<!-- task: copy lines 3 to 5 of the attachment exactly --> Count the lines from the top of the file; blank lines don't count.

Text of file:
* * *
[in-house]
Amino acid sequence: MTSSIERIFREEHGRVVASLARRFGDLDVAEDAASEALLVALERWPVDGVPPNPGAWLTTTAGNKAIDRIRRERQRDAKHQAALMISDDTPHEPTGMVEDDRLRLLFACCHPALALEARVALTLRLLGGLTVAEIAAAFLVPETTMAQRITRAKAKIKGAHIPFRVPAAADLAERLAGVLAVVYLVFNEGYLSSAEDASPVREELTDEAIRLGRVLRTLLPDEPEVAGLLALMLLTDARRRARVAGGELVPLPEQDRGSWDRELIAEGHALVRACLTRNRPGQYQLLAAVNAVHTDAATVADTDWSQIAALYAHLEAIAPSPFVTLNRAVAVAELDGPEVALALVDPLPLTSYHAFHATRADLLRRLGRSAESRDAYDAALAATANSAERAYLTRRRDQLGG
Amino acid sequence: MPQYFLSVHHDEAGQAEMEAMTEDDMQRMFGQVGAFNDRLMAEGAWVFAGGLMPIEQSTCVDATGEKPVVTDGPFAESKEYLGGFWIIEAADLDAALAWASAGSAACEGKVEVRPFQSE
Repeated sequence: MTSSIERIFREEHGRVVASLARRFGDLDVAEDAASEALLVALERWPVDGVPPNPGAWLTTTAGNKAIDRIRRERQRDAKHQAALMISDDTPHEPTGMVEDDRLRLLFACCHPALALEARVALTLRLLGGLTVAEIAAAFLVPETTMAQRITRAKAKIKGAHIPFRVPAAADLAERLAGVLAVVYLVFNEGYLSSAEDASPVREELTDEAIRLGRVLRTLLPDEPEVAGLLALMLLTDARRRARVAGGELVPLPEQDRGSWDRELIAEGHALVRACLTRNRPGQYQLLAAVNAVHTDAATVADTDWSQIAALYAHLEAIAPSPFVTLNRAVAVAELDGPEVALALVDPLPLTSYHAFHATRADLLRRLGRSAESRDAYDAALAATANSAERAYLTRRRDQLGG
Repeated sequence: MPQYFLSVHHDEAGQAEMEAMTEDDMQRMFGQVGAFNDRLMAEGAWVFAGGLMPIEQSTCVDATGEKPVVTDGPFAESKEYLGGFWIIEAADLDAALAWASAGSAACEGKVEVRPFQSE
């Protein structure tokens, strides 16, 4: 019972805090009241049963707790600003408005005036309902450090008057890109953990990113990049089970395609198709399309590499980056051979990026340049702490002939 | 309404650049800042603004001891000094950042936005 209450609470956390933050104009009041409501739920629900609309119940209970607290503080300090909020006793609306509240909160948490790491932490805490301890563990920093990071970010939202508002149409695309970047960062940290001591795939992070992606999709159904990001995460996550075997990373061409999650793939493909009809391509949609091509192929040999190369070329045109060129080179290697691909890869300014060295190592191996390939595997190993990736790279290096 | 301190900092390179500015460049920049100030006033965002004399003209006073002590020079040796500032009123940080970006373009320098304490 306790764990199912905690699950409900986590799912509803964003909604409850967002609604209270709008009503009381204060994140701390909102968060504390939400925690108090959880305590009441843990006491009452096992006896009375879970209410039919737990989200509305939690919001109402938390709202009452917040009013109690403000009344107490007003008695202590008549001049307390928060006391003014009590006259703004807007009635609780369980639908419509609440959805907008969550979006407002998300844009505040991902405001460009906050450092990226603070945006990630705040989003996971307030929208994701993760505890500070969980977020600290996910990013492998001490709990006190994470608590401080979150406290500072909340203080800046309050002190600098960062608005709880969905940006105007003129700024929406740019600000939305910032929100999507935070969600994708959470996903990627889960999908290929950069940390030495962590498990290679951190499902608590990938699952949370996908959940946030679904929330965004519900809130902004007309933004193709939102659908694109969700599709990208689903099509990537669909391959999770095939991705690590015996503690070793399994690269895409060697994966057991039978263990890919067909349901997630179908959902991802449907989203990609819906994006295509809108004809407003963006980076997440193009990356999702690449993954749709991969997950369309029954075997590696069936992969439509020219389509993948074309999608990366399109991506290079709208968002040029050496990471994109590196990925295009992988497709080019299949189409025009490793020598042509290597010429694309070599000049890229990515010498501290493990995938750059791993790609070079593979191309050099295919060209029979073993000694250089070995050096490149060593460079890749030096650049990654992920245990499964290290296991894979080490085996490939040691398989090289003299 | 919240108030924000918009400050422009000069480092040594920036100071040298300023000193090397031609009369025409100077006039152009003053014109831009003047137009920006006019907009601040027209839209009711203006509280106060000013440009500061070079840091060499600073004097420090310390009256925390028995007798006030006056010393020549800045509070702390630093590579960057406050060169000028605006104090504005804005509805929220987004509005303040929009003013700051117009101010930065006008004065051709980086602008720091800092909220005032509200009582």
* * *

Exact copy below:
Amino acid sequence: MPQYFLSVHHDEAGQAEMEAMTEDDMQRMFGQVGAFNDRLMAEGAWVFAGGLMPIEQSTCVDATGEKPVVTDGPFAESKEYLGGFWIIEAADLDAALAWASAGSAACEGKVEVRPFQSE
Repeated sequence: MTSSIERIFREEHGRVVASLARRFGDLDVAEDAASEALLVALERWPVDGVPPNPGAWLTTTAGNKAIDRIRRERQRDAKHQAALMISDDTPHEPTGMVEDDRLRLLFACCHPALALEARVALTLRLLGGLTVAEIAAAFLVPETTMAQRITRAKAKIKGAHIPFRVPAAADLAERLAGVLAVVYLVFNEGYLSSAEDASPVREELTDEAIRLGRVLRTLLPDEPEVAGLLALMLLTDARRRARVAGGELVPLPEQDRGSWDRELIAEGHALVRACLTRNRPGQYQLLAAVNAVHTDAATVADTDWSQIAALYAHLEAIAPSPFVTLNRAVAVAELDGPEVALALVDPLPLTSYHAFHATRADLLRRLGRSAESRDAYDAALAATANSAERAYLTRRRDQLGG
Repeated sequence: MPQYFLSVHHDEAGQAEMEAMTEDDMQRMFGQVGAFNDRLMAEGAWVFAGGLMPIEQSTCVDATGEKPVVTDGPFAESKEYLGGFWIIEAADLDAALAWASAGSAACEGKVEVRPFQSE